People in China are eating and drinking nearly 15 times as much dairy today as they did five decades ago — 68 pounds versus 4.4 pounds per person each year, according to a new study published in Global Change Daily.
The drastic increase in dairy consumption is driven by the country’s rising wealth and an embrace foods popular in Western diets such as yogurt, ice cream, and cheese, according to the United Nations’ Food and Agriculture Organization.
All that extra soft serve and cheesy fast food might taste good, but it’s taking a major toll on the environment.
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Greenhouse gas emissions have skyrocketed and environments have been degraded as dairy production has increased, according to the study.
The agricultural sector is responsible for around 14% of global greenhouse gas emissions, according to the United Nations, and the dairy and meat production industries are primary drivers of deforestation, land and water pollution, and greenhouse gas emissions.
Unless changes are made, China’s per capita dairy consumption is expected to nearly triple to 180 pounds per person per year by 2050, which would cause global greenhouse gas emissions from dairy livestock to increase by 35% and increase nitrogen pollution by 48%. Further, the amount of land dedicated to dairy production would increase by 32%, according to the study
Taken together, these consequences could derail the country’s efforts to mitigate climate change the report notes.
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"The consequences of sticking to a 'business-as-usual' scenario are unthinkable," Zhaohai Bai, an associate professor at the Chinese Academy of Sciences and lead author of on the study, told the science website Phys.
The authors of the report note that the environmental costs can be reduced if water resources are better managed, better technology is used by the dairy sector, and manure and land are used more efficiently.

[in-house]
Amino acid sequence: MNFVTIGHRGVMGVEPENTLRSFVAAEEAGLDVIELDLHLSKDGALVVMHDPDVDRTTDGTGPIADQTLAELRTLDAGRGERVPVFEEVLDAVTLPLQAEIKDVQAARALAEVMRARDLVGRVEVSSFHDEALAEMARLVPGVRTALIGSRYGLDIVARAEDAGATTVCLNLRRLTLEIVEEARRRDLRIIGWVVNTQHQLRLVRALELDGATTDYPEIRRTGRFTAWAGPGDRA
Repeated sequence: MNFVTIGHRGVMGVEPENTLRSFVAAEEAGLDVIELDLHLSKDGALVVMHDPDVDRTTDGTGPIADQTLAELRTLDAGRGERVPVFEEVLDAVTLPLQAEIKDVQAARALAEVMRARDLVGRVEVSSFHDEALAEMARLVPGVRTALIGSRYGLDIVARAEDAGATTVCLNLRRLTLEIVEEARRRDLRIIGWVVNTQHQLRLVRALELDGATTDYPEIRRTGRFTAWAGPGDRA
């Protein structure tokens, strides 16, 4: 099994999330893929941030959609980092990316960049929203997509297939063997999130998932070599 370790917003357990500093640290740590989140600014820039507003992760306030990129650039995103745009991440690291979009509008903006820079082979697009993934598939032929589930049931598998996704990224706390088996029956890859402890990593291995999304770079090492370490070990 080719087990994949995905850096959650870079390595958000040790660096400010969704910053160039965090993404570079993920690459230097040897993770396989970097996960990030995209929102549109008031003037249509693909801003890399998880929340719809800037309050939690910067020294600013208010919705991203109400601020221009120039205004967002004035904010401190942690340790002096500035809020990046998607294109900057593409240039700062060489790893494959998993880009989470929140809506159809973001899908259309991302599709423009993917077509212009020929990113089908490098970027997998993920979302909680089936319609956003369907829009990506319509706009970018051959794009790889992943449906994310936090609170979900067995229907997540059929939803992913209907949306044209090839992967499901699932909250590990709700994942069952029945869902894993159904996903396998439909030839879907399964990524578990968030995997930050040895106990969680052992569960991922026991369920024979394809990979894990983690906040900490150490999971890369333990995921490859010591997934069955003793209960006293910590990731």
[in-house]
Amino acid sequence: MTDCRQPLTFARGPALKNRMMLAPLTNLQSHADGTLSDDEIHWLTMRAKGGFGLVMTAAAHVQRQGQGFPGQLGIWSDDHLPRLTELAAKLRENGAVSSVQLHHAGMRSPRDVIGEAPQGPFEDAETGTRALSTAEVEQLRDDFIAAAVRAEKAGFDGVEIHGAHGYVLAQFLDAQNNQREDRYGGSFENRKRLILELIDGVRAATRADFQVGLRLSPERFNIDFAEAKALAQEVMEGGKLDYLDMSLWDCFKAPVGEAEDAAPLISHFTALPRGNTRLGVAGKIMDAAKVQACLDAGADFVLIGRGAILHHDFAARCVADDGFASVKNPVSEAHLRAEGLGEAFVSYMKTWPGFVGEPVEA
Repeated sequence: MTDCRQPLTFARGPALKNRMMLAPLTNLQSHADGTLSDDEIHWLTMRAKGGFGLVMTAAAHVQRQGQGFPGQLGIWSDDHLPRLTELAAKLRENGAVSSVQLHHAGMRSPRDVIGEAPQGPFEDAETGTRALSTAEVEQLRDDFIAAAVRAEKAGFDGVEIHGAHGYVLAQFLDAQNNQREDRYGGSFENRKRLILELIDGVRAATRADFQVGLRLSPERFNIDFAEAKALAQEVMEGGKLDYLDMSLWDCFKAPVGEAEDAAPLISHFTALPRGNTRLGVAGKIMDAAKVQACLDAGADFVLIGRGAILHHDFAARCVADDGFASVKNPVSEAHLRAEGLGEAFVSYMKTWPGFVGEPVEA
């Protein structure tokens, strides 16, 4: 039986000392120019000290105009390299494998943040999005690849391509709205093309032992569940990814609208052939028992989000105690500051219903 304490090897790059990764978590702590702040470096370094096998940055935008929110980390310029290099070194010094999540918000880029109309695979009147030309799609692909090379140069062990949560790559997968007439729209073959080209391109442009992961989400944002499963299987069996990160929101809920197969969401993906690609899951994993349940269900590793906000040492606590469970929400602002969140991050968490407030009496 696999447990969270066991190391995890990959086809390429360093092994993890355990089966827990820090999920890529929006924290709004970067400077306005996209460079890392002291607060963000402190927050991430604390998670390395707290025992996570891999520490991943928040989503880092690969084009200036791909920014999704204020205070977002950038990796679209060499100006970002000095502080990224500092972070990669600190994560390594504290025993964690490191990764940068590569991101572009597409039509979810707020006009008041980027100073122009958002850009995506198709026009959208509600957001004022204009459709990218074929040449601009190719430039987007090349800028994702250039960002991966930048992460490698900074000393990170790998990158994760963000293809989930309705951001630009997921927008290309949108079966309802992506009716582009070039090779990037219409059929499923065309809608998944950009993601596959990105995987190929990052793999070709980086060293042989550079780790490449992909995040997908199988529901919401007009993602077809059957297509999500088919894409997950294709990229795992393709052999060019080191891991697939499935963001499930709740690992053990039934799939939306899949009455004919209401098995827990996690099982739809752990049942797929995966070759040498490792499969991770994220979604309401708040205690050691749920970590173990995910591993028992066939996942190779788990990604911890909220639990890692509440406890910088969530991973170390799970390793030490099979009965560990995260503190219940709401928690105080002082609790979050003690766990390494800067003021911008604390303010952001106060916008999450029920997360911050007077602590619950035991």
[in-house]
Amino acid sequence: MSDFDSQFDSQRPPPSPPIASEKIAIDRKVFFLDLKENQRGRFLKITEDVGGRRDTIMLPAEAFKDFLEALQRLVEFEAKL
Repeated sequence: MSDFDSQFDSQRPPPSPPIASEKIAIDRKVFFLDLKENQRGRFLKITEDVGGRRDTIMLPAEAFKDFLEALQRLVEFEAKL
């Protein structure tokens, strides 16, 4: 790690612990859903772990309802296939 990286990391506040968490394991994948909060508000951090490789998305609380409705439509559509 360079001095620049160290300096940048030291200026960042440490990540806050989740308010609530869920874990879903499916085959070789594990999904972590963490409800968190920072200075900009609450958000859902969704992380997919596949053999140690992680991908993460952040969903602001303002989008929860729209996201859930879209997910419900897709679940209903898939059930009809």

"China has much potential to improve its domestic milk and feed production efficiencies," says Lin Ma, the paper's coathor told Phys.
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China’s rising appetite for dairy follows a global pattern. As more people enter the global middle class, more people are adopting Western-style diets that include a lot of meat and dairy.
India, which consumes the most dairy in the world, saw per capita dairy consumption more than double between 1980 and 2016 to 187 pounds, according to Mitsui and Co. Strategic Studies Institute.
In the US, the average person consumes 650 pounds of dairy per year, nearly 10 times what the average citizen of China consumes.
The most effective way to avert the environmental toll of dairy production would be to switch to a plant-based diet, according to analysis by a global team of climate experts called Drawdown.
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“If cattle were their own nation, they would be the world’s third-largest emitter of greenhouse gases,” Drawdown wrote in their assessment. Shifting away from the Western meat-centric diet to one revolving around plants can drastically reduce emissions, while also promoting health and helping ecosystems flourish.
The Chinese government has already vowed to cut meat consumption by 50% by 2050.
A similar goal for dairy consumption would further establish China as a country that’s serious about tackling climate change.
Fortunately, dairy alternatives are delicious these days.
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